Dec. 13 rezoning vote a watershed moment for downtown

By Gail Geraghty

Staff Writer

This rough outline map from the Department of Environmental Protection shows, in yellow, the current General Development I District from Depot Street to the Portland Road in Downtown Bridgton; and in red, the proposed new GD II overlay zone, with the blue ribbon of Stevens Brook running through both. Under amendments set for next Tuesday’s referendum vote, the minimum lot sizes for both districts would be reduced from the current 50,000-square-foot per unit requirement to either 5,000 square feet, in GD I, or 1,000 square feet, in the new GD II — allowing for mixed-use redevelopment of small lots downtown that are served by both water and sewer. The 250-foot setback from Stevens Brook that defines the border of the GD I District would stay in place. Stevens Brook is actually classified as a river east of its confluence with Willett Brook, as shown bottom left. Not shown on the map is another section of the GD I District that would also come under the reduced lot sizes; this is the stream-classified section of Stevens Brook, with a 75-foot setback, as it crosses under Main Street and runs through Shorey Park to Highland Lake. The undeveloped portions of the brook, such as in Shorey Park, are in the Resource Protection District and would not be impacted by Tuesday’s vote. (Department of Environmental Protection graphic)

Next Tuesday, Dec. 13, Bridgton voters will decide whether to take the next step in revitalizing its downtown by relaxing a 50,000-square-foot minimum lot size rule originally designed to protect Stevens Brook, and put in place a decade before a sewer system was built through the downtown.

The proposed amendments to the site plan review ordinance and the shoreland ordinance would reduce the minimum lot size in the General Development I District to 5,000 square feet, and create a new General Development II Overlay District with 1,000-square-foot minimum lot sizes in the southwest corner of Pondicherry Square, from the Chapter 11 building to the Rite Aid property on Portland Road.

The amendments would also allow developers to enter into shared parking agreements with other property owners or use municipal parking to satisfy parking requirements, and would eliminate in the downtown district the need for common space buffers or buffers relating one structure to another, typically required under shoreland zoning.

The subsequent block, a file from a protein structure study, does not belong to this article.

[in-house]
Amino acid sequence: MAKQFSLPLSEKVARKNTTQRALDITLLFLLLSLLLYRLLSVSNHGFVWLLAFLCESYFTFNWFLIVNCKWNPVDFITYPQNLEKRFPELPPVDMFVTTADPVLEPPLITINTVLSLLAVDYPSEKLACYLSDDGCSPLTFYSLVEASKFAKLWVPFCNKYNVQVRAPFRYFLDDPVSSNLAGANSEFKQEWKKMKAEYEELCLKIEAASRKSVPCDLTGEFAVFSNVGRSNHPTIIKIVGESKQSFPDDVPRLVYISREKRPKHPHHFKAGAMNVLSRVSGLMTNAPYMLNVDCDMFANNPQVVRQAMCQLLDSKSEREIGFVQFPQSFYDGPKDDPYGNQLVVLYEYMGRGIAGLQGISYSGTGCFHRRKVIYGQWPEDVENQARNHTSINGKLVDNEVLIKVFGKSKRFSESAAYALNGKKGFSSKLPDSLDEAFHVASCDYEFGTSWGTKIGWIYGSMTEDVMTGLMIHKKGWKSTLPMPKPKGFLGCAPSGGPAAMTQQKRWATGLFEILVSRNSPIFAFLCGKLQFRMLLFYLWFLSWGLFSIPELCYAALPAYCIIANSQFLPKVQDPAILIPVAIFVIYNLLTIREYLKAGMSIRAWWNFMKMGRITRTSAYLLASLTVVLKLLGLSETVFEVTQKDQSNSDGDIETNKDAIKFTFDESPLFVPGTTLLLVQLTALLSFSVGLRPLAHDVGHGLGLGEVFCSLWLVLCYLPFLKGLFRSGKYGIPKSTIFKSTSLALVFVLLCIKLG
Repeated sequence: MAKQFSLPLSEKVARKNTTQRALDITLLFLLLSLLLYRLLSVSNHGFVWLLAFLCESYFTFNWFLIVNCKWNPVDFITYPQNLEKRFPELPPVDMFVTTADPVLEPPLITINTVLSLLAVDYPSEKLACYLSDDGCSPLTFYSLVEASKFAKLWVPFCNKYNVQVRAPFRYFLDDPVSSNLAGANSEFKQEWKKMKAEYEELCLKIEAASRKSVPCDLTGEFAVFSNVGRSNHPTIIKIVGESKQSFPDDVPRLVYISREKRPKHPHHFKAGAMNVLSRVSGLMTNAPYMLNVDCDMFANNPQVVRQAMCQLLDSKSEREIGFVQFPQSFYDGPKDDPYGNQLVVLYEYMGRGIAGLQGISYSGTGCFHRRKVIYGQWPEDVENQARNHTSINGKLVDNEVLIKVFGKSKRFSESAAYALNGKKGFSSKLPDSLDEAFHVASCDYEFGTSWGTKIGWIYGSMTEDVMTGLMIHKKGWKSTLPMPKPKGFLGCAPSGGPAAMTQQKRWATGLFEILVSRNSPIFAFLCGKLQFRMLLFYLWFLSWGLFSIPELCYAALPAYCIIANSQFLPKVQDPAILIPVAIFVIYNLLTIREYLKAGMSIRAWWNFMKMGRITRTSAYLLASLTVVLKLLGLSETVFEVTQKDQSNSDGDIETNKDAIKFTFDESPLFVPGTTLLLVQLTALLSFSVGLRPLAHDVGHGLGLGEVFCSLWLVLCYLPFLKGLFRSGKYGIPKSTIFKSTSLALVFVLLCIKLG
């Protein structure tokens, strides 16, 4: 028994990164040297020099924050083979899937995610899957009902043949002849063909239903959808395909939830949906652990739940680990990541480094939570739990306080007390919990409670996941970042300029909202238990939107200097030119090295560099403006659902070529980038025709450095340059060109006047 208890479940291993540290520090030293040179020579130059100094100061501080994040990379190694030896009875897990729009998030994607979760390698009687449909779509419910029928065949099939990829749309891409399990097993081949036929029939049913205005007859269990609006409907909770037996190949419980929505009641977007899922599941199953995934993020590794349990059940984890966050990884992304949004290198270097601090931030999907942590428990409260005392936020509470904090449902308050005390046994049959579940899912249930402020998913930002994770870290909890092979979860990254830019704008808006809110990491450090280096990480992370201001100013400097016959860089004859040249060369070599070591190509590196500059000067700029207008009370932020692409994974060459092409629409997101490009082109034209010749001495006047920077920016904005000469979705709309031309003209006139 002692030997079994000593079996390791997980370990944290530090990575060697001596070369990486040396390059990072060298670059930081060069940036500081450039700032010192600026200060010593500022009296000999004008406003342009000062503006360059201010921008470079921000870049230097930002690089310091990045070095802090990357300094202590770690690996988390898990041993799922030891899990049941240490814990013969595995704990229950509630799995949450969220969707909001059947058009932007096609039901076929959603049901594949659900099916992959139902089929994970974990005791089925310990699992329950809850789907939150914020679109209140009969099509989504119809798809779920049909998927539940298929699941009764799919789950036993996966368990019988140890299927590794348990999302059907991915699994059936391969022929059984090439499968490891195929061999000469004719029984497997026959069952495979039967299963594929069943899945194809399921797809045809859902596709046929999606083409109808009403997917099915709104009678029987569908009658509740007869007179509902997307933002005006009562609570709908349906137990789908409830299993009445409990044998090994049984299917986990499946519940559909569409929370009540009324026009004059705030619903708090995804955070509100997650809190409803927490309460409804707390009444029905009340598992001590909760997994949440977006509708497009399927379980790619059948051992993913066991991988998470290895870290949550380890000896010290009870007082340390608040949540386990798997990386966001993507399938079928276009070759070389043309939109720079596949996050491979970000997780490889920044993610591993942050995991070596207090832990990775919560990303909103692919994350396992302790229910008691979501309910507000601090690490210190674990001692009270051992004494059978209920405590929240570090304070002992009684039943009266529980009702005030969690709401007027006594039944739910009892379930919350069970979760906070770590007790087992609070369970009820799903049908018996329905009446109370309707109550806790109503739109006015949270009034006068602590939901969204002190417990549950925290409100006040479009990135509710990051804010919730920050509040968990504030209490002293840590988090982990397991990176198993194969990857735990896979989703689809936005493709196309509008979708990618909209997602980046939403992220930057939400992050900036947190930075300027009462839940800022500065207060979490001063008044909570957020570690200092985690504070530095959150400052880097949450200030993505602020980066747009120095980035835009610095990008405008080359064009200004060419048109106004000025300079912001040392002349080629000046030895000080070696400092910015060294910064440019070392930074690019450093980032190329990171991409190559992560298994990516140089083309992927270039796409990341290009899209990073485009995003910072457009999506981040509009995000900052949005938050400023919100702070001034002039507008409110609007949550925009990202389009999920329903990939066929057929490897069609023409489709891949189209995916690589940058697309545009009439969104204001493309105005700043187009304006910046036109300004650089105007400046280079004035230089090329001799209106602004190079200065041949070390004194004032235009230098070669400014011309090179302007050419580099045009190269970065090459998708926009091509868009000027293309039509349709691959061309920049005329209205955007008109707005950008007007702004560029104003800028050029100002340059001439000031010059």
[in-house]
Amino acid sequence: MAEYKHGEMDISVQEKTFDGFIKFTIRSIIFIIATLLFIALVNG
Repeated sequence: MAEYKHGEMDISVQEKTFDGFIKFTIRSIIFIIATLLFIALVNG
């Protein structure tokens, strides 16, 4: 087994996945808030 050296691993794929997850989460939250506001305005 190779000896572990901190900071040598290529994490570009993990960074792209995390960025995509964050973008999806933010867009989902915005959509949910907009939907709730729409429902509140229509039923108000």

If passed, the amendments will clear the way for an application by AVESTA Housing Inc. to build a $4 million senior housing project on the former Chapter 11 property, owned by Zack Sclar — although no application has yet been formally submitted to the town for the project. The new rules would also allow creative redevelopment projects under discussion for the Macdonald and Potter properties at Pondicherry Square, and enhance the redevelopment possibilities along Depot Street, including the former Memorial School property.

“It’s a no-brainer,” stated Community Development Committee and Planning Board member Dee Miller on Tuesday. “It’s opening a door that is now closed, and in this economy we can’t afford a closed door.”

However, the proposed shoreland amendments will need to pass muster with the Department of Environmental Protection, and in their current form, they do not, said Mike Morse, the DEP’s assistant shoreland zoning coordinator.

Morse said DEP Commissioner Patricia Aho would accept a 5,000-square-foot lot size requirement in the GD II District, and a 20,000-square-foot lot size in the GD I District — not the 5,000- and 1,000-square-foot lot sizes, respectively, the town is proposing, unless the town can provide additional documentation to justify the smaller sizes.

If voters pass the amendments next Tuesday, those amendments must be submitted as written to the DEP, which can then approve them with the condition that the GD I District lot size be increased to 20,000 square feet, Morse said. Another townwide referendum would then be needed to approve the changes as required by the DEP, Town Manager Mitch Berkowitz confirmed Tuesday.

In a Nov. 22 letter to Bridgton Economic and Community Development Director Alan Manoian, Morse said the proposed amendments from 50,000 to 5,000 square feet for the GD I District “are not entirely consistent with the state’s minimum shoreland zoning requirements” and “does not appear to substantiate the proposed significant departure from these requirements.”

Morse said the DEP realizes the 50,000-square-foot minimum lot size requirement now in place “may very well be excessive for an area with downtown village characteristics,” but that a 20,000-square-foot lot size makes more sense, considering the variance in lot sizes in the GD I District. The Stevens Brook Elementary School property, part of which is within the GD I District, was taken out of the equation because it was such a large land area relative to the Main Street lots that it would bias the results, he said.